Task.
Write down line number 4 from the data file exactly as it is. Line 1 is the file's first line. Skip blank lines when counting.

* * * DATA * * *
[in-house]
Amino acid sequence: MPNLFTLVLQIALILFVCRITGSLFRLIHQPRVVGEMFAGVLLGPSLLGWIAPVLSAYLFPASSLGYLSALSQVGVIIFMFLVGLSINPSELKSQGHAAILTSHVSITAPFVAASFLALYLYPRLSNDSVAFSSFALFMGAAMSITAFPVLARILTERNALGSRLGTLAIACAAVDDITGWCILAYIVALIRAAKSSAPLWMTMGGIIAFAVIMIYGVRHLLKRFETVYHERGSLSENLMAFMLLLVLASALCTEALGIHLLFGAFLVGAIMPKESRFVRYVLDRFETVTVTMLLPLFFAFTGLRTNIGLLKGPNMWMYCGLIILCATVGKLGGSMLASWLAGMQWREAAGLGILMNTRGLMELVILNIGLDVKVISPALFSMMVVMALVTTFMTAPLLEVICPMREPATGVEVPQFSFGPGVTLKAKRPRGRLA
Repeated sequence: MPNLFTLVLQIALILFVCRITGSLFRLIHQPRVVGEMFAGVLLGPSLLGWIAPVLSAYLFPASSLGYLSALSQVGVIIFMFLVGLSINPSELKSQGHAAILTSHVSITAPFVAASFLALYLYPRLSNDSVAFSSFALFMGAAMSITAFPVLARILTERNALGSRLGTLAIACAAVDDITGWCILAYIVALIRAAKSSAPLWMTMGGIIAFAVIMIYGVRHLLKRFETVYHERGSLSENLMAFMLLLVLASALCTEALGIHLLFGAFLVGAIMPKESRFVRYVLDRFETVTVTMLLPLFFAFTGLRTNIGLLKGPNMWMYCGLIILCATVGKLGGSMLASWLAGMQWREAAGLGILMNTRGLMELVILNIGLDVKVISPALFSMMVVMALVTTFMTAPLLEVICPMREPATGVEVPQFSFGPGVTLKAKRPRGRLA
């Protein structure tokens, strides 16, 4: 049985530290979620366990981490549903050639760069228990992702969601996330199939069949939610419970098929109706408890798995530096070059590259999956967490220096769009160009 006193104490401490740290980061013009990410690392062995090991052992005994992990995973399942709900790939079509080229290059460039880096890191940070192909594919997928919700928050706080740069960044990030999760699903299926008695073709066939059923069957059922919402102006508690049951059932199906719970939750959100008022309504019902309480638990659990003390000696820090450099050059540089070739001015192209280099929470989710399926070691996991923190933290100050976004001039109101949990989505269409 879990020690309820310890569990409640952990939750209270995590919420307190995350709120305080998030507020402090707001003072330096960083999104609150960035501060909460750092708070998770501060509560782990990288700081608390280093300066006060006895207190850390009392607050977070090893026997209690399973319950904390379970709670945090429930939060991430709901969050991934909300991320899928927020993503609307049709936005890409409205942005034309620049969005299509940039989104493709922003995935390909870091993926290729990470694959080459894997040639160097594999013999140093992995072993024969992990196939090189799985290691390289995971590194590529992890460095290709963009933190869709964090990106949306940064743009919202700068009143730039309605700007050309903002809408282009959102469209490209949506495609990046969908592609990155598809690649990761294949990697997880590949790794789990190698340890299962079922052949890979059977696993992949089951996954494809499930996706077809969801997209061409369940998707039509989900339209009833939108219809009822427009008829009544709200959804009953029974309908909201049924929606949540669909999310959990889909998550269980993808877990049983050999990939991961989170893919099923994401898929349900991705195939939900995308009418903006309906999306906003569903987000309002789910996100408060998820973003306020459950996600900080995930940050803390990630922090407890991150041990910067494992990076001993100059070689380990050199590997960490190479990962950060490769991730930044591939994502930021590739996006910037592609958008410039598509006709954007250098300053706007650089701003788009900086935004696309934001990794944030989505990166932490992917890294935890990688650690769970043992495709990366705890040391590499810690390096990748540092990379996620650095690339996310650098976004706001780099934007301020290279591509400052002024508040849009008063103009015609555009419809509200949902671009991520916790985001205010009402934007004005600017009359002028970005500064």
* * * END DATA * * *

């Protein structure tokens, strides 16, 4: 049985530290979620366990981490549903050639760069228990992702969601996330199939069949939610419970098929109706408890798995530096070059590259999956967490220096769009160009 006193104490401490740290980061013009990410690392062995090991052992005994992990995973399942709900790939079509080229290059460039880096890191940070192909594919997928919700928050706080740069960044990030999760699903299926008695073709066939059923069957059922919402102006508690049951059932199906719970939750959100008022309504019902309480638990659990003390000696820090450099050059540089070739001015192209280099929470989710399926070691996991923190933290100050976004001039109101949990989505269409 879990020690309820310890569990409640952990939750209270995590919420307190995350709120305080998030507020402090707001003072330096960083999104609150960035501060909460750092708070998770501060509560782990990288700081608390280093300066006060006895207190850390009392607050977070090893026997209690399973319950904390379970709670945090429930939060991430709901969050991934909300991320899928927020993503609307049709936005890409409205942005034309620049969005299509940039989104493709922003995935390909870091993926290729990470694959080459894997040639160097594999013999140093992995072993024969992990196939090189799985290691390289995971590194590529992890460095290709963009933190869709964090990106949306940064743009919202700068009143730039309605700007050309903002809408282009959102469209490209949506495609990046969908592609990155598809690649990761294949990697997880590949790794789990190698340890299962079922052949890979059977696993992949089951996954494809499930996706077809969801997209061409369940998707039509989900339209009833939108219809009822427009008829009544709200959804009953029974309908909201049924929606949540669909999310959990889909998550269980993808877990049983050999990939991961989170893919099923994401898929349900991705195939939900995308009418903006309906999306906003569903987000309002789910996100408060998820973003306020459950996600900080995930940050803390990630922090407890991150041990910067494992990076001993100059070689380990050199590997960490190479990962950060490769991730930044591939994502930021590739996006910037592609958008410039598509006709954007250098300053706007650089701003788009900086935004696309934001990794944030989505990166932490992917890294935890990688650690769970043992495709990366705890040391590499810690390096990748540092990379996620650095690339996310650098976004706001780099934007301020290279591509400052002024508040849009008063103009015609555009419809509200949902671009991520916790985001205010009402934007004005600017009359002028970005500064």